But to get back to Jones, perhaps even more remarkable was the fact that in 11 of the last 12 Opens he played in (nine in the US and three in Britain) he never finished lower than second.

Jones retired from competitive golf after his 1930 Grand Slam at the age 28 to pursue a career in law. He came out of retirement only to play annually at the Masters. He was inducted into the World Golf Hall of Fame in 1974, three years after his death.

Off the course and away from the legal profession, Jones designed golf clubs; wrote four books, including Bobby Jones on Golf, and hundreds of newspaper articles; and gave instructional performances in several movies.

He helped found and make successful the Masters Tournament and Augusta National Golf Club, where he was named President in 1933. He remains President in Perpetuity.

Jones excelled academically as well as on the golf course, earning a BSc degree in mechanical engineering at Georgia Tech, completing a BA in English literature at Harvard and later entering Emory University to pursue a degree in law where he passed the bar exam after his first year there.

He was married to the former Mary Malone and together they had three children, Clara Malone; Robert T Jones III; and Mary Ellen.

Jones died in 1971 of the spinal disease, syringomyelia, at the age of 69.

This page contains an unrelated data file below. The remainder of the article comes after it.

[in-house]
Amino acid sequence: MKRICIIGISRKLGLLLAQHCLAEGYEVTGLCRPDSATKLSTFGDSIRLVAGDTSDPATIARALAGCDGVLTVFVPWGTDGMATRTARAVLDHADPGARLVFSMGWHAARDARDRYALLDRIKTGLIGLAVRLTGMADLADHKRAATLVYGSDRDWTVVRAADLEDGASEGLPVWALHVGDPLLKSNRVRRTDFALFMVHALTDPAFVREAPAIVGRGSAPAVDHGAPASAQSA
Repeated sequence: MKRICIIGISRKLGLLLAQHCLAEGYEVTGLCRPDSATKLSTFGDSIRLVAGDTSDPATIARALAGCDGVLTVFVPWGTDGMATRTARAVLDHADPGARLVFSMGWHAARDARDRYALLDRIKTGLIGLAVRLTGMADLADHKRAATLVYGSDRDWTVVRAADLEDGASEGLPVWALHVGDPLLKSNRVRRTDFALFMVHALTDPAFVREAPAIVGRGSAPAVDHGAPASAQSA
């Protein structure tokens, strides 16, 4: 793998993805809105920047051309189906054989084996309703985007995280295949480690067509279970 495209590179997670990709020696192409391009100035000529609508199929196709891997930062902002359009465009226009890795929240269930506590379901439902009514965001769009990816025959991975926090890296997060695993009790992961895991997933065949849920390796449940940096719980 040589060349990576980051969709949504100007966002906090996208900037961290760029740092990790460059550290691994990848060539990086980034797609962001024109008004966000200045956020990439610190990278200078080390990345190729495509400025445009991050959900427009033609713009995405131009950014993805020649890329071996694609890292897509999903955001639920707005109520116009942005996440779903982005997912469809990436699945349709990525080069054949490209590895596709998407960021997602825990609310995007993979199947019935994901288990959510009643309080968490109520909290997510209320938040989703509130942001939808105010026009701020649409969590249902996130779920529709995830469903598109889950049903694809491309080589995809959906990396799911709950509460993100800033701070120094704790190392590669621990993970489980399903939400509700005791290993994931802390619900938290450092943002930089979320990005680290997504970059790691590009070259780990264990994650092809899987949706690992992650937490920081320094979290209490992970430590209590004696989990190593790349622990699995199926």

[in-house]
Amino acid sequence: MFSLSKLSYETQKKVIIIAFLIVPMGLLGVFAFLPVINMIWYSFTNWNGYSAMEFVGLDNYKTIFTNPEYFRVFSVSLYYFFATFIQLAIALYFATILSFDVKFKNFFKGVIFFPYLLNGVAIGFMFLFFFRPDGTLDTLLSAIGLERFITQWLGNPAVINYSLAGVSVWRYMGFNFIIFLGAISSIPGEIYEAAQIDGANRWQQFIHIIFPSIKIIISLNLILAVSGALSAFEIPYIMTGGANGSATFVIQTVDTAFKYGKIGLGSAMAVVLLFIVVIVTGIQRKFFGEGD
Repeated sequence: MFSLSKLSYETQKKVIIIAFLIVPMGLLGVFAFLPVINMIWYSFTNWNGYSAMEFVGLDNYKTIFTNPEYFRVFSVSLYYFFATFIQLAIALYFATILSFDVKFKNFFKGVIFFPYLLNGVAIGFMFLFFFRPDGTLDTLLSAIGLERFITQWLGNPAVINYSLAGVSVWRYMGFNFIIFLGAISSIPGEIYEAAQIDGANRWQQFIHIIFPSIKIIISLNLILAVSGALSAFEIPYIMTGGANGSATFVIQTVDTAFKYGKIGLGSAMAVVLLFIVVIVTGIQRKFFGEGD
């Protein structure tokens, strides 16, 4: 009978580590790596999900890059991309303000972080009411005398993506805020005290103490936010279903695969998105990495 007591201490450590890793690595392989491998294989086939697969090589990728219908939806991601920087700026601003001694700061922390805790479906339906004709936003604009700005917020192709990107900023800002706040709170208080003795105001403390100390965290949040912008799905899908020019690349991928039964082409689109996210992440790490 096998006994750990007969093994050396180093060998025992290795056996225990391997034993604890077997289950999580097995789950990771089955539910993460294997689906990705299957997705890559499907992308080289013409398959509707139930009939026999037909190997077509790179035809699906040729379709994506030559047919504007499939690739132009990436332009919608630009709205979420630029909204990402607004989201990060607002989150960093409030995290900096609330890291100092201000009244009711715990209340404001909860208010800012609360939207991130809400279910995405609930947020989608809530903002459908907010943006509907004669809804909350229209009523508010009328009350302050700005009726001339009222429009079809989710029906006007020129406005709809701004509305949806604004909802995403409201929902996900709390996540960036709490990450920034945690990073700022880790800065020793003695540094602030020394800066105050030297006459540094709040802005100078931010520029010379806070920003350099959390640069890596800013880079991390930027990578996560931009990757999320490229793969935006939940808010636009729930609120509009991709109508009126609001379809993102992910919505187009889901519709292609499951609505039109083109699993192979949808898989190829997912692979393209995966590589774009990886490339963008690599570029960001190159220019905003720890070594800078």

CLIFFORD ROBERTS

Clifford Roberts was born on a farm in Morning Sun, Iowa, in 1894. A skilled investment banker, Roberts made his mark on Wall Street as a Partner with Reynolds & Company.

With Bobby Jones, Roberts co-founded Augusta National Golf Club and served as Chairman of the club from 1931 until his death in 1977 after which he was named Chairman in Memoriam.

He was also Chairman of the Masters Tournament from 1934 until 1976. Since then this position has been held by William Lane (1976 to 1980), Hord Hardin (1980 to 1991), Jackson T. Stephens (1991 to 1998), Hootie Johnson (1998 to 2006) and Billy Payne, the current chairman of the club.

Under Roberts’s direction, the Masters introduced many innovations that are now standard practice in golf.

-He changed the locations of perimeter mounds to improve gallery viewing.

-He was the first to use a series of Leader Boards in strategic positions around the course.

-He also devised a system for showing the cumulative scores of each player using red numbers for under par scores, a green zero for par, and green numbers for over par scores.

Roberts also played a key role in negotiating TV rights and in the setting up of the first Masters television broadcast on CBS in 1956. He carried on working closely with the network until just before his death..

It was Roberts, who, in 1948, invited General Dwight Eisenhower to visit Augusta National and saw Eisenhower became an active member of the Club.

Roberts, in turn, become a political and financial advisor to the President.

During his lifetime, Roberts received many awards and honors.

He served on the PGA Advisory Committee from its inception in 1943 until his death and he was appointed by the USGA to serve on the Bobby Jones Award Selection Committee.

He was made a member of the World Golf Hall of Fame in 1978, a year after his death.

Like Jones, he wrote about the club and the game he loved and featured in books about himself and the Masters..

He was the author of ‘The Story of the Augusta National Golf Club’, published in 1976 and a subject of ‘The Making of the Masters: Cliff Roberts’ and ‘Golf’s Most Prestigious Tournament, published in 1999.